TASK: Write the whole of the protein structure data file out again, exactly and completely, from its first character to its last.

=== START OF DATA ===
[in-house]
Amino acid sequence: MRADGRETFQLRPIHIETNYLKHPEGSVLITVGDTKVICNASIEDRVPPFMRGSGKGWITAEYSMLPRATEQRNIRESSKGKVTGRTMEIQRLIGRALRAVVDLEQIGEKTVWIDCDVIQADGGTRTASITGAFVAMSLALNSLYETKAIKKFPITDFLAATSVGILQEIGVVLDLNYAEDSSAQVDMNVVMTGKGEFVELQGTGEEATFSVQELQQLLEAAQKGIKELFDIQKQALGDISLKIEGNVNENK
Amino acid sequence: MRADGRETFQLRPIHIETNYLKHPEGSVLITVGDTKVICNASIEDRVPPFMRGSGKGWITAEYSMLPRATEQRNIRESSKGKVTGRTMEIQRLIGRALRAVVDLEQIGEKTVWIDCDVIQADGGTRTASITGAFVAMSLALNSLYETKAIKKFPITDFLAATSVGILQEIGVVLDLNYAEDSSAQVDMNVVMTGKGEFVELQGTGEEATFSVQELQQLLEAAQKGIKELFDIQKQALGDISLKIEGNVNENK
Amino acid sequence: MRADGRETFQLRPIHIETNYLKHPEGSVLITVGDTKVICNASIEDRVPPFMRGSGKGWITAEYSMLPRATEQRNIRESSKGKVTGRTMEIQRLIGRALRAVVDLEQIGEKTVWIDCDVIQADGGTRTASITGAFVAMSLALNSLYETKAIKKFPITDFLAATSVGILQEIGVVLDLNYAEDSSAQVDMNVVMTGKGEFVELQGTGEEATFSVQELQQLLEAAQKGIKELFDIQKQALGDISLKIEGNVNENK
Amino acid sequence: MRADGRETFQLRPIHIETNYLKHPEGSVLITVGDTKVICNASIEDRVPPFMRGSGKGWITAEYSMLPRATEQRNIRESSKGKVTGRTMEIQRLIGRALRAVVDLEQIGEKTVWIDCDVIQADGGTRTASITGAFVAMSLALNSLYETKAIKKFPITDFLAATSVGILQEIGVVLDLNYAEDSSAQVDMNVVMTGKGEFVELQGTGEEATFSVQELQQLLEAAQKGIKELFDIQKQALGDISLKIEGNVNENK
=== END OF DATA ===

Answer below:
[in-house]
Amino acid sequence: MRADGRETFQLRPIHIETNYLKHPEGSVLITVGDTKVICNASIEDRVPPFMRGSGKGWITAEYSMLPRATEQRNIRESSKGKVTGRTMEIQRLIGRALRAVVDLEQIGEKTVWIDCDVIQADGGTRTASITGAFVAMSLALNSLYETKAIKKFPITDFLAATSVGILQEIGVVLDLNYAEDSSAQVDMNVVMTGKGEFVELQGTGEEATFSVQELQQLLEAAQKGIKELFDIQKQALGDISLKIEGNVNENK
Amino acid sequence: MRADGRETFQLRPIHIETNYLKHPEGSVLITVGDTKVICNASIEDRVPPFMRGSGKGWITAEYSMLPRATEQRNIRESSKGKVTGRTMEIQRLIGRALRAVVDLEQIGEKTVWIDCDVIQADGGTRTASITGAFVAMSLALNSLYETKAIKKFPITDFLAATSVGILQEIGVVLDLNYAEDSSAQVDMNVVMTGKGEFVELQGTGEEATFSVQELQQLLEAAQKGIKELFDIQKQALGDISLKIEGNVNENK
Amino acid sequence: MRADGRETFQLRPIHIETNYLKHPEGSVLITVGDTKVICNASIEDRVPPFMRGSGKGWITAEYSMLPRATEQRNIRESSKGKVTGRTMEIQRLIGRALRAVVDLEQIGEKTVWIDCDVIQADGGTRTASITGAFVAMSLALNSLYETKAIKKFPITDFLAATSVGILQEIGVVLDLNYAEDSSAQVDMNVVMTGKGEFVELQGTGEEATFSVQELQQLLEAAQKGIKELFDIQKQALGDISLKIEGNVNENK
Amino acid sequence: MRADGRETFQLRPIHIETNYLKHPEGSVLITVGDTKVICNASIEDRVPPFMRGSGKGWITAEYSMLPRATEQRNIRESSKGKVTGRTMEIQRLIGRALRAVVDLEQIGEKTVWIDCDVIQADGGTRTASITGAFVAMSLALNSLYETKAIKKFPITDFLAATSVGILQEIGVVLDLNYAEDSSAQVDMNVVMTGKGEFVELQGTGEEATFSVQELQQLLEAAQKGIKELFDIQKQALGDISLKIEGNVNENK